Internal Displacement: Global Overview of Trends and Developments in 2009 - Burundi
|Publisher||Norwegian Refugee Council/Internal Displacement Monitoring Centre (NRC/IDMC)|
|Publication Date||17 May 2010|
|Cite as||Norwegian Refugee Council/Internal Displacement Monitoring Centre (NRC/IDMC), Internal Displacement: Global Overview of Trends and Developments in 2009 - Burundi, 17 May 2010, available at: http://www.refworld.org/docid/4bf2525a0.html [accessed 23 March 2017]|
|Disclaimer||This is not a UNHCR publication. UNHCR is not responsible for, nor does it necessarily endorse, its content. Any views expressed are solely those of the author or publisher and do not necessarily reflect those of UNHCR, the United Nations or its Member States.|
|Number of IDPs||100,000|
|Percentage of total population||1.2%|
|Start of current displacement situation||1993|
|Peak number of IDPs (Year)||800,000 (1999)|
|Causes of displacement||Internationalised and internal armed conflict, human rights violations|
|Human development index||174|
Some 100,000 people still live in a number of IDP sites in the north and centre of Burundi. They were displaced by ethnic violence and civil strife which broke out after the 1993 coup and the fighting between the government and rebel groups which followed. The security situation improved after the last rebel group in the country laid down its arms in 2008, and no new conflict-induced displacement was reported in 2009. Most IDPs are struggling to support themselves, and many of their difficulties are shared by the rest of the population in one of the ten least-developed countries in the world. The rights of women and children are often at risk, and sexual violence remains widespread.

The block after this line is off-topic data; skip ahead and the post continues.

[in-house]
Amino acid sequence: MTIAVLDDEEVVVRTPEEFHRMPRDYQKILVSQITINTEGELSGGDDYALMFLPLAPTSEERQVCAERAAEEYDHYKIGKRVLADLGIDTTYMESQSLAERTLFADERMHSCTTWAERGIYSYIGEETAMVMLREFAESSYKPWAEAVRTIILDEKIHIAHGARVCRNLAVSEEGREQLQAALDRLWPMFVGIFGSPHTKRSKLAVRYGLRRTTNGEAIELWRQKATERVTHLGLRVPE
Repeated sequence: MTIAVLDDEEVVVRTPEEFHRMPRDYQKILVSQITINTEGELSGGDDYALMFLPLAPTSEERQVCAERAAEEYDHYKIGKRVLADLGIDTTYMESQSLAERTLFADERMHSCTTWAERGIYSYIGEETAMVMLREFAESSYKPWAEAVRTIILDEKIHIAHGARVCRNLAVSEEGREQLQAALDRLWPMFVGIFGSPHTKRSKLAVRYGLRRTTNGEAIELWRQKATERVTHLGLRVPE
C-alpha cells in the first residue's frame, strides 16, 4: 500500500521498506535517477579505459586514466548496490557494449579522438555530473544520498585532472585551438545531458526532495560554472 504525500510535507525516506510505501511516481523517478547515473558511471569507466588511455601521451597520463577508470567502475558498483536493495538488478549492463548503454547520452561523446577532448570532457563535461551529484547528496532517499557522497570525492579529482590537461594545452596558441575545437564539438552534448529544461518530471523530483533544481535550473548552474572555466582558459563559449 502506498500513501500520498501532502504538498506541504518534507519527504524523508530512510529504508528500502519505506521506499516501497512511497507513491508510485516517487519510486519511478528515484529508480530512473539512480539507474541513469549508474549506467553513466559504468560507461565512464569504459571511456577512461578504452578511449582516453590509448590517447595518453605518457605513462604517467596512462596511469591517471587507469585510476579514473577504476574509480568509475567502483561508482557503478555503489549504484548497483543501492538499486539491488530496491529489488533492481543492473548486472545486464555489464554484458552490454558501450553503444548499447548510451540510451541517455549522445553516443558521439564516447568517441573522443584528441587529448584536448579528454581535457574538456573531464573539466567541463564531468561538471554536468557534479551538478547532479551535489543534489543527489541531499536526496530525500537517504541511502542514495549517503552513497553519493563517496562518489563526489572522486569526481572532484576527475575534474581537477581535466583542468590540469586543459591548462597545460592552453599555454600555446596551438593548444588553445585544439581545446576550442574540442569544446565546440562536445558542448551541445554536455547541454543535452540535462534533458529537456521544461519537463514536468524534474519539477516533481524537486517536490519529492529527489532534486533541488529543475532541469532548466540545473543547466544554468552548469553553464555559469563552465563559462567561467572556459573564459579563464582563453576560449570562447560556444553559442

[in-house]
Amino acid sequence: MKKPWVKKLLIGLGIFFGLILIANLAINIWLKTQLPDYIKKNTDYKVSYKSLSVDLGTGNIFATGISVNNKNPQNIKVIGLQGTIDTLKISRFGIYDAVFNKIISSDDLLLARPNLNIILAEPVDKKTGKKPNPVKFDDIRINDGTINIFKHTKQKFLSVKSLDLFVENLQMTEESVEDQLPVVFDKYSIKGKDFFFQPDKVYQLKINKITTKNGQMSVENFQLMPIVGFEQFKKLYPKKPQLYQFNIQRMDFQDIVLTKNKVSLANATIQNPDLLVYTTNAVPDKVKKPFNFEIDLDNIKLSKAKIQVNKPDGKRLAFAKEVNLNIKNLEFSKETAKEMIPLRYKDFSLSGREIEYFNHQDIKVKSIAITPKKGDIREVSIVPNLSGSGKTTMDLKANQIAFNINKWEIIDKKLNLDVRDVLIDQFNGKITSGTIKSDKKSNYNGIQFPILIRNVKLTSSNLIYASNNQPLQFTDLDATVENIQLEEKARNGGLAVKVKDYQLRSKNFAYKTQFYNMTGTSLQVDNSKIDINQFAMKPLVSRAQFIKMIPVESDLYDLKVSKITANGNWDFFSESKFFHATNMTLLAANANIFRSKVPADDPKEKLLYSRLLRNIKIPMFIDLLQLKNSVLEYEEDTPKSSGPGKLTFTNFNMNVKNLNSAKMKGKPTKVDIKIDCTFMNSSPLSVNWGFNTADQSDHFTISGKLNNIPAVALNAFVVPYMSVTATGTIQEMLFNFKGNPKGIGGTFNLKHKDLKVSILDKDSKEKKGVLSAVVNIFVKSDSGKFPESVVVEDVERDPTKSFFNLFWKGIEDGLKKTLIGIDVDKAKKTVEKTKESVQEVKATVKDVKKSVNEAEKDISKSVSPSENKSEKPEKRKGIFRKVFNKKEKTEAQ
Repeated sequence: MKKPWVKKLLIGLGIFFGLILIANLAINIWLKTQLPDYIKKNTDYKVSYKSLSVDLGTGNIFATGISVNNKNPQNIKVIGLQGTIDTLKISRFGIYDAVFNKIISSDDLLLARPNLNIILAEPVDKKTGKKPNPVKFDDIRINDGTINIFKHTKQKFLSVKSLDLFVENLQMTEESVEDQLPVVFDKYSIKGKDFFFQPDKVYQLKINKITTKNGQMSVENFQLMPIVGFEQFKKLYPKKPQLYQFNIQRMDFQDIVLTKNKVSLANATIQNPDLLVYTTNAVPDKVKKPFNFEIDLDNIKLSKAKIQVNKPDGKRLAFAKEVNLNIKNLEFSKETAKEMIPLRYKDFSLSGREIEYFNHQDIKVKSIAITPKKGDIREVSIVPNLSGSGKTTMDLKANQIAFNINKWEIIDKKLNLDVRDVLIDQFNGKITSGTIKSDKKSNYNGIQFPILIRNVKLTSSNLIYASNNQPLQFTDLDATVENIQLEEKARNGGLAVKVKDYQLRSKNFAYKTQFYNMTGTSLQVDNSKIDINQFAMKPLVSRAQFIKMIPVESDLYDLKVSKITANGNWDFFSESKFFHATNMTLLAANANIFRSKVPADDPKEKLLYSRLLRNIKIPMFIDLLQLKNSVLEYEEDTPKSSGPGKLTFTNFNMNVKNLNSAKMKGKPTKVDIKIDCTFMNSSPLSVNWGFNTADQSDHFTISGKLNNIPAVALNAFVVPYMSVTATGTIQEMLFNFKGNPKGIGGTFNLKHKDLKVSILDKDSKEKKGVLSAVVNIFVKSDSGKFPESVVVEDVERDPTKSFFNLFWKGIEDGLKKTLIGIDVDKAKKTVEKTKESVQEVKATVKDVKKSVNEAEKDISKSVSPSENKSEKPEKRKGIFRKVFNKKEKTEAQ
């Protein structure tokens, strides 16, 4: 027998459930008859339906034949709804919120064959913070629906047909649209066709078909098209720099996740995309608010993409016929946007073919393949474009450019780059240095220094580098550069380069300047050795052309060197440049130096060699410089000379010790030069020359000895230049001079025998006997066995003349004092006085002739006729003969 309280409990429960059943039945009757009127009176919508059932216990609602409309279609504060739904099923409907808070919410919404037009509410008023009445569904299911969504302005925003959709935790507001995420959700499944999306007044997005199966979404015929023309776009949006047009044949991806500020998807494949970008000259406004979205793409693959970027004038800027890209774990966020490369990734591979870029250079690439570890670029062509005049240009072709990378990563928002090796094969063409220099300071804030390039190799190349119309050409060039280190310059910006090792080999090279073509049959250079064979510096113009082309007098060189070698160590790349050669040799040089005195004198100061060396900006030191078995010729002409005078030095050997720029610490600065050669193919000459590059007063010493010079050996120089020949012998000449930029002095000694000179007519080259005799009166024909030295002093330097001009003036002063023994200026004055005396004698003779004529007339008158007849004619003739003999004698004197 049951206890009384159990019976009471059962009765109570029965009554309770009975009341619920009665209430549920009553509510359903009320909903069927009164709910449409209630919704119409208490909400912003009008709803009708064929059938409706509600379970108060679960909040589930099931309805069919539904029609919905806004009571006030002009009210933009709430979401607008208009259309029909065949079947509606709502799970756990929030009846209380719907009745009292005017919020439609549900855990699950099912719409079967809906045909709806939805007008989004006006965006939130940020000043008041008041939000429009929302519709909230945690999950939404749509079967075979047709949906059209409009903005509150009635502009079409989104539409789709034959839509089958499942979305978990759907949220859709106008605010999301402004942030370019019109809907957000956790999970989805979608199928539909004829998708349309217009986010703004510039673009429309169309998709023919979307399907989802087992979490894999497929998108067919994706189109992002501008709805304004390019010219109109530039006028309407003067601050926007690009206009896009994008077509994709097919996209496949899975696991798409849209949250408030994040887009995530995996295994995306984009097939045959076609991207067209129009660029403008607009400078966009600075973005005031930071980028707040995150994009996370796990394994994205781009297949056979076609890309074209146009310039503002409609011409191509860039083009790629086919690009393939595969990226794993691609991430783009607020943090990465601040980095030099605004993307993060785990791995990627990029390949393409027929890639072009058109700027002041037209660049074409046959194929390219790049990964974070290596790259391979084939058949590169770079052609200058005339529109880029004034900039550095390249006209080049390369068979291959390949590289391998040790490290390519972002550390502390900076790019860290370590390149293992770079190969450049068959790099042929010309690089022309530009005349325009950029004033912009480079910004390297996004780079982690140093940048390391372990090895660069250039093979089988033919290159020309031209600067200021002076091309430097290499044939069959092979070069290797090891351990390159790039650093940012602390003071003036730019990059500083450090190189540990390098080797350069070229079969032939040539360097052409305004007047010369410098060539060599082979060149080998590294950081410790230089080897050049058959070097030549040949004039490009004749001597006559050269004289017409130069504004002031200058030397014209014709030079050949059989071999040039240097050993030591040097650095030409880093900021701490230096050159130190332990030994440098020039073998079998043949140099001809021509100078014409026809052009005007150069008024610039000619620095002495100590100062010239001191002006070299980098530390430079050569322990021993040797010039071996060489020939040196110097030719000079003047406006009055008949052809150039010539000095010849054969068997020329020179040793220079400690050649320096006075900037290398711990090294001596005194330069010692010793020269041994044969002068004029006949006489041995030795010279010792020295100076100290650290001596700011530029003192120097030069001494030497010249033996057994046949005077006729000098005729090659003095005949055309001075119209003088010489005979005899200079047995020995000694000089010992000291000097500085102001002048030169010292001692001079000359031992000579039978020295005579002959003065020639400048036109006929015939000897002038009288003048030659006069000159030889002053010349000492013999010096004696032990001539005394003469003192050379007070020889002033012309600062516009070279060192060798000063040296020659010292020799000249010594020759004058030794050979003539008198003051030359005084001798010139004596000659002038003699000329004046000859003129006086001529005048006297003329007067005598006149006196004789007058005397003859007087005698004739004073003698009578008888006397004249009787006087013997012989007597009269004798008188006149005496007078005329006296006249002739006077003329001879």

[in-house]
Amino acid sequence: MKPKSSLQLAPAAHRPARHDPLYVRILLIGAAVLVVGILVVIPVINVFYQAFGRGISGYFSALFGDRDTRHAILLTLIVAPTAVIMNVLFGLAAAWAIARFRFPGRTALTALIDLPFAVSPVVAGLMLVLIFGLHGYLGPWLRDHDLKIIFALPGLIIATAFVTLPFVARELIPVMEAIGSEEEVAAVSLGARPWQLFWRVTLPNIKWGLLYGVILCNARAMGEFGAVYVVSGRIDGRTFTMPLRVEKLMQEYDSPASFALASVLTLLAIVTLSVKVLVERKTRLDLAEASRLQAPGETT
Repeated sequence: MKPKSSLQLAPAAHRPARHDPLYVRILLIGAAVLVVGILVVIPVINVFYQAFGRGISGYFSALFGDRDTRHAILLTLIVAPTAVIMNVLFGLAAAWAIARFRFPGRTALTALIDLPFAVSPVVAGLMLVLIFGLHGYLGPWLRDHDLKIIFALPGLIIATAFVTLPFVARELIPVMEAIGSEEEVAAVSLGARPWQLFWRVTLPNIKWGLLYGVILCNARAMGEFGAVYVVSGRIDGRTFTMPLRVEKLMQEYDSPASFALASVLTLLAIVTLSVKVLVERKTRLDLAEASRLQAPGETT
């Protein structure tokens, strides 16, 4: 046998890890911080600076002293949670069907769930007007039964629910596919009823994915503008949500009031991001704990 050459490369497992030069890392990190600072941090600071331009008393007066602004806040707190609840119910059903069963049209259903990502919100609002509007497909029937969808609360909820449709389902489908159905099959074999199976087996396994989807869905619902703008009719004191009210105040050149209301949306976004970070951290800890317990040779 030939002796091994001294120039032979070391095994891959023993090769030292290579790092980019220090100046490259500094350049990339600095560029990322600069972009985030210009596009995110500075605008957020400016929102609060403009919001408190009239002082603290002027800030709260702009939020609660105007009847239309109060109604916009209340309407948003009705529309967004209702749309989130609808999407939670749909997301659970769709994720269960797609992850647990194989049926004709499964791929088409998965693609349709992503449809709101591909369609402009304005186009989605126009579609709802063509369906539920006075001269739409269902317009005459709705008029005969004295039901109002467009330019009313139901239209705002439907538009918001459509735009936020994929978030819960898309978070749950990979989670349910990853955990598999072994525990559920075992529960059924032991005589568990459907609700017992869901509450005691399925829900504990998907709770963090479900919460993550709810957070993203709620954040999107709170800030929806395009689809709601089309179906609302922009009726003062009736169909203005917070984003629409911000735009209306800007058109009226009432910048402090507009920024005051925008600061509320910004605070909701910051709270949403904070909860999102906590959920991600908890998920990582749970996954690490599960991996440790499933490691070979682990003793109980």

Most IDPs reportedly have no intention of returning to their place of origin, mostly because of the better economic opportunities around the sites, rather than for security reasons. Many of the sites are gradually becoming permanent villages. The government has, with international support, integrated vulnerable members of the host community and landless returnees into some existing sites now called "peace villages".
The majority of IDPs do not own their houses and land in the sites, but live on state-owned, private or church-owned property, which has caused disputes with the original owners. At the same time, an estimated 70 per cent of IDPs still have access to their original farming land.
In 2009 the ministry in charge of supporting the reintegration of IDPs and returnees drafted the National Strategy of Socio-Economic Reintegration for People Affected by Conflict.
Burundi has ratified the Great Lakes Pact as well as signing the Kampala Convention in 2009.